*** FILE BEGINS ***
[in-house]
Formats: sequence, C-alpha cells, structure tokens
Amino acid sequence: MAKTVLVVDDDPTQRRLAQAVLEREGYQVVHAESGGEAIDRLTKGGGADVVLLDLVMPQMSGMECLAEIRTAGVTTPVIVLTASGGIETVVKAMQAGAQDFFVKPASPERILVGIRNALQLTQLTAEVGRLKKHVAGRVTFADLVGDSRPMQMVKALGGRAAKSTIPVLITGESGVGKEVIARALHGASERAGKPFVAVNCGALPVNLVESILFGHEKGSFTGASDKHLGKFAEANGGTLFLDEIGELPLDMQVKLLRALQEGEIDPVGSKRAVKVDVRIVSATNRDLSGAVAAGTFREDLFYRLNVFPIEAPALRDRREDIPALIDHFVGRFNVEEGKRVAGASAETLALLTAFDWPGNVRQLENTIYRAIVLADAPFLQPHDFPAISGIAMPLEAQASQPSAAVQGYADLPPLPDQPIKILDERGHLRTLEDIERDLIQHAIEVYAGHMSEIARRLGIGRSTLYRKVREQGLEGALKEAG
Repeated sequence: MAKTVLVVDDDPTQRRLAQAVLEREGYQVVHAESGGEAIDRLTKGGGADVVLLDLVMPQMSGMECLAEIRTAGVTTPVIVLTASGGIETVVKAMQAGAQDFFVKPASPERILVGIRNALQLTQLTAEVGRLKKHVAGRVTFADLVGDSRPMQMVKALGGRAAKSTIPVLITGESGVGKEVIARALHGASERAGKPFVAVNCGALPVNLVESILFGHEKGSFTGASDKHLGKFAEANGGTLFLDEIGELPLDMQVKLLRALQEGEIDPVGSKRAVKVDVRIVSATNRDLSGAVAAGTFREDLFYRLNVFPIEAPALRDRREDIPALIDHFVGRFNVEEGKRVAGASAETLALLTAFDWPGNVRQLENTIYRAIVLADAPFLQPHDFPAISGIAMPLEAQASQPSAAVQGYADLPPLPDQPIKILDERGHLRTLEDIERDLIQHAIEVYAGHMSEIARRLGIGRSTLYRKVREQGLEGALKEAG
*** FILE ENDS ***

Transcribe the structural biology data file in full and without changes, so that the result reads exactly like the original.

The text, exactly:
[in-house]
Formats: sequence, C-alpha cells, structure tokens
Amino acid sequence: MAKTVLVVDDDPTQRRLAQAVLEREGYQVVHAESGGEAIDRLTKGGGADVVLLDLVMPQMSGMECLAEIRTAGVTTPVIVLTASGGIETVVKAMQAGAQDFFVKPASPERILVGIRNALQLTQLTAEVGRLKKHVAGRVTFADLVGDSRPMQMVKALGGRAAKSTIPVLITGESGVGKEVIARALHGASERAGKPFVAVNCGALPVNLVESILFGHEKGSFTGASDKHLGKFAEANGGTLFLDEIGELPLDMQVKLLRALQEGEIDPVGSKRAVKVDVRIVSATNRDLSGAVAAGTFREDLFYRLNVFPIEAPALRDRREDIPALIDHFVGRFNVEEGKRVAGASAETLALLTAFDWPGNVRQLENTIYRAIVLADAPFLQPHDFPAISGIAMPLEAQASQPSAAVQGYADLPPLPDQPIKILDERGHLRTLEDIERDLIQHAIEVYAGHMSEIARRLGIGRSTLYRKVREQGLEGALKEAG
Repeated sequence: MAKTVLVVDDDPTQRRLAQAVLEREGYQVVHAESGGEAIDRLTKGGGADVVLLDLVMPQMSGMECLAEIRTAGVTTPVIVLTASGGIETVVKAMQAGAQDFFVKPASPERILVGIRNALQLTQLTAEVGRLKKHVAGRVTFADLVGDSRPMQMVKALGGRAAKSTIPVLITGESGVGKEVIARALHGASERAGKPFVAVNCGALPVNLVESILFGHEKGSFTGASDKHLGKFAEANGGTLFLDEIGELPLDMQVKLLRALQEGEIDPVGSKRAVKVDVRIVSATNRDLSGAVAAGTFREDLFYRLNVFPIEAPALRDRREDIPALIDHFVGRFNVEEGKRVAGASAETLALLTAFDWPGNVRQLENTIYRAIVLADAPFLQPHDFPAISGIAMPLEAQASQPSAAVQGYADLPPLPDQPIKILDERGHLRTLEDIERDLIQHAIEVYAGHMSEIARRLGIGRSTLYRKVREQGLEGALKEAG